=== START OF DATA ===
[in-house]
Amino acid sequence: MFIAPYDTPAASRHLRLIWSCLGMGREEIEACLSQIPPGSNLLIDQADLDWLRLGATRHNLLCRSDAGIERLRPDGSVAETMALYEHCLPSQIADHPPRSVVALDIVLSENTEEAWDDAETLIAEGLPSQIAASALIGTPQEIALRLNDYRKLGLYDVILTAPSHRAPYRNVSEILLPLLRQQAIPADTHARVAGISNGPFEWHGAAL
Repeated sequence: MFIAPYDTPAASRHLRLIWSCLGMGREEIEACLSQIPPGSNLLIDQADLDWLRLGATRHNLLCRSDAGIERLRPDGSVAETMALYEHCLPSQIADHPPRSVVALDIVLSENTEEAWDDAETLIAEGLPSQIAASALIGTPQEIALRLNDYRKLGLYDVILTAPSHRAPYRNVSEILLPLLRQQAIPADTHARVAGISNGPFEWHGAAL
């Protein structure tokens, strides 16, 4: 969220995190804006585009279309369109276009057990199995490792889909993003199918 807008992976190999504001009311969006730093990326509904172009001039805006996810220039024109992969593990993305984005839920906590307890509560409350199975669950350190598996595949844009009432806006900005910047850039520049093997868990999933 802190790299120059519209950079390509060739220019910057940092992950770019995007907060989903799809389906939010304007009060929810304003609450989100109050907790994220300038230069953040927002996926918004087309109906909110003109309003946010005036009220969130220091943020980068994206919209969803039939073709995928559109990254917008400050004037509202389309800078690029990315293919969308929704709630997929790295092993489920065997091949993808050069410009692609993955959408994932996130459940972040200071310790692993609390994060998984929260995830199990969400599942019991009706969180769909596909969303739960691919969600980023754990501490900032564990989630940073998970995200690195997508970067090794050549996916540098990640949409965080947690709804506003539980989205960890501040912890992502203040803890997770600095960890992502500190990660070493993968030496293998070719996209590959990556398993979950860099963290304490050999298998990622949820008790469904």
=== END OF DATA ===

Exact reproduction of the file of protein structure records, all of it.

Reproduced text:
[in-house]
Amino acid sequence: MFIAPYDTPAASRHLRLIWSCLGMGREEIEACLSQIPPGSNLLIDQADLDWLRLGATRHNLLCRSDAGIERLRPDGSVAETMALYEHCLPSQIADHPPRSVVALDIVLSENTEEAWDDAETLIAEGLPSQIAASALIGTPQEIALRLNDYRKLGLYDVILTAPSHRAPYRNVSEILLPLLRQQAIPADTHARVAGISNGPFEWHGAAL
Repeated sequence: MFIAPYDTPAASRHLRLIWSCLGMGREEIEACLSQIPPGSNLLIDQADLDWLRLGATRHNLLCRSDAGIERLRPDGSVAETMALYEHCLPSQIADHPPRSVVALDIVLSENTEEAWDDAETLIAEGLPSQIAASALIGTPQEIALRLNDYRKLGLYDVILTAPSHRAPYRNVSEILLPLLRQQAIPADTHARVAGISNGPFEWHGAAL
């Protein structure tokens, strides 16, 4: 969220995190804006585009279309369109276009057990199995490792889909993003199918 807008992976190999504001009311969006730093990326509904172009001039805006996810220039024109992969593990993305984005839920906590307890509560409350199975669950350190598996595949844009009432806006900005910047850039520049093997868990999933 802190790299120059519209950079390509060739220019910057940092992950770019995007907060989903799809389906939010304007009060929810304003609450989100109050907790994220300038230069953040927002996926918004087309109906909110003109309003946010005036009220969130220091943020980068994206919209969803039939073709995928559109990254917008400050004037509202389309800078690029990315293919969308929704709630997929790295092993489920065997091949993808050069410009692609993955959408994932996130459940972040200071310790692993609390994060998984929260995830199990969400599942019991009706969180769909596909969303739960691919969600980023754990501490900032564990989630940073998970995200690195997508970067090794050549996916540098990640949409965080947690709804506003539980989205960890501040912890992502203040803890997770600095960890992502500190990660070493993968030496293998070719996209590959990556398993979950860099963290304490050999298998990622949820008790469904």